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Malaysian tech powers world's first digital autopsy facility in the UK

AvantiKumar | Nov. 29, 2013
Malaysian advanced medical visualisation enables a tremendous compassionate step forward in establishing the cause of an unnatural death, says iGenie's founder and CEO Matt Chandran.

Prof Peter Vanezis, Consultant Forensic Pathologist

Photo - Professor Peter Vanezis, Consultant Forensic Pathologist to the Home Office and Chief Medical Officer for iGene in the UK

 

Malaysian advanced medical visualisation technology firm iGene, an Infovalley company, has helped the UK to become the first nation in the world to establish a network of state-of-the-art, non-invasive digital autopsy facilities amounting to a total investment of £50 million [RM264 million] across 18 facilities, it said.

Opened on 27 November 2013 by the Chief Coroner for England and Wales, His Honour Judge Peter Thornton QC, the first £3 million [RM15.84 million] digital autopsy facility, which will establish cause of death by using the advanced visualisation software and a scanner rather than scalpel, is housed at Sheffield's Medico-Legal Centre.

iGene founder and chief executive officer, Matt Chandran, said: "This is the first digital autopsy network anywhere in the world, which is a testament to the innovative thought-leadership of the UK Government and forward-thinking cities like Sheffield and others across the country, with whom we are working."

"Digital autopsy is more than just a technological innovation; it represents a tremendous compassionate step forward in establishing the cause of an unnatural death," said Chandran. "That the UK is the first country to adopt such an advanced system for post-mortem speaks highly of a society, which accords dignity to the living as well as the dead. It also clearly places UK as a leader in innovation of the medical sciences and high technology."

"Unlike classical autopsy, the process involves no mutilation of the body, allowing the deceased a dignity in death, and removes a process that is increasingly viewed as outdated and invasive, and a cause of tremendous grief for bereaved families," he said.

"Digital Autopsy is an efficient process that takes only minutes to complete, which also facilitates early release of bodies for burial or cremation, often another important factor in easing the concerns of bereaved families," said Chandran, adding that the technology includes 'unique 3D visualisation software.'

The new centre in Sheffield is the first facility in the world outside its birthplace in Malaysia, and paves the way for a nationwide network of facilities, signalling a £50 million investment, he added.

Judge Peter Thornton QC & Matt Chandran, iGene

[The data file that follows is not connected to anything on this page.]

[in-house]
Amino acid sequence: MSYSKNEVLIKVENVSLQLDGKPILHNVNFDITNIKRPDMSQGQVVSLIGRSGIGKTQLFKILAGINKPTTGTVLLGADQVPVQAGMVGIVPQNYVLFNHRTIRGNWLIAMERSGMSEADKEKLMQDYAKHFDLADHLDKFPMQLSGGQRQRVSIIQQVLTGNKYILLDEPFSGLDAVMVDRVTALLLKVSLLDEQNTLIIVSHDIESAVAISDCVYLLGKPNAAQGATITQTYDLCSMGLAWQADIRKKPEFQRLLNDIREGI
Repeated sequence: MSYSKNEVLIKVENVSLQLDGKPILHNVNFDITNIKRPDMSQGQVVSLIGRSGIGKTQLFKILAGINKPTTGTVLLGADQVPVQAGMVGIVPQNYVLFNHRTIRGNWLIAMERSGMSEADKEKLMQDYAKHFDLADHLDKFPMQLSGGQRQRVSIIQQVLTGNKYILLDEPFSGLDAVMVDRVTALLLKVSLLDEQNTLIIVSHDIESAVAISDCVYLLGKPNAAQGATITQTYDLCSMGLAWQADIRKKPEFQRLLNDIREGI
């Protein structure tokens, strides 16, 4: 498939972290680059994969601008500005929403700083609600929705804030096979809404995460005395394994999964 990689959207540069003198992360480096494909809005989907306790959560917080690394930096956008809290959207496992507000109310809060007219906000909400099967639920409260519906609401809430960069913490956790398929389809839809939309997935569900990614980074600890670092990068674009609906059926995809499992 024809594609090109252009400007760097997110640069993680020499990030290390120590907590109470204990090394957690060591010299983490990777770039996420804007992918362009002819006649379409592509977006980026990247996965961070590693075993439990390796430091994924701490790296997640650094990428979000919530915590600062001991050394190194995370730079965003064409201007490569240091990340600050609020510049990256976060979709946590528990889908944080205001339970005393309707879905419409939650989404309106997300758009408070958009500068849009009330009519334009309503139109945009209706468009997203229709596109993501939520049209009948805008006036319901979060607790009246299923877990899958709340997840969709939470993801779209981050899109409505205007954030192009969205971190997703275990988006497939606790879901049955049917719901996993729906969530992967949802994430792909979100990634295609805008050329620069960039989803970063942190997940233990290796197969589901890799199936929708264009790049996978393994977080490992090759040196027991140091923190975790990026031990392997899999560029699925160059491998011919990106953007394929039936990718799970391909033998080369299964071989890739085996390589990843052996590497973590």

Photo - (From left)  His Honour Judge Peter Thornton QC & Matt Chandran, founder and CEO of iGene


 3D digital autopsy

Chandran said, "Digital Autopsy involves a scan of the body using a GE CT scanner, before iGene's revolutionary, proprietary software 'INFOPSY' creates a 3D image of the body, enabling the pathologist to conduct a full, non-invasive digital post mortem using a large touchscreen tablet computer. Where necessary, the scene of death or crime could also be reconstructed digitally using the 3D capabilities of the system. The results are available almost immediately."

He said the benefits include:

- Easing the emotional burden on families at a time of intense stress with a non-invasive investigation.
- Speed of examination, investigation and subsequent autopsy results, minimising delays in releasing the body for burial or cremation.
- Accuracy of results: some findings that are difficult to spot during a conventional process can be more easily identified and examined in line with the needs of forensic pathologists.

Professor Peter Vanezis, consultant forensic pathologist to the Home Office and chief medical officer for iGene in the UK, said: "The partnership with Coroners is of paramount importance. As Chief Medical Officer, I will continue to work closely with local authority Coroners, with whom I have had long relationships over the years, to understand their needs and see how Digital Autopsy can be used to complement the traditional, invasive post mortem.
 
"I am also setting up a steering committee of experts to assist me in this work, including pathologists, radiologists, radiographers and physicists; people from both medical and scientific disciplines," he said. "This steering committee will ensure quality assurance and strengthen the links between the new technology and existing ones."

 

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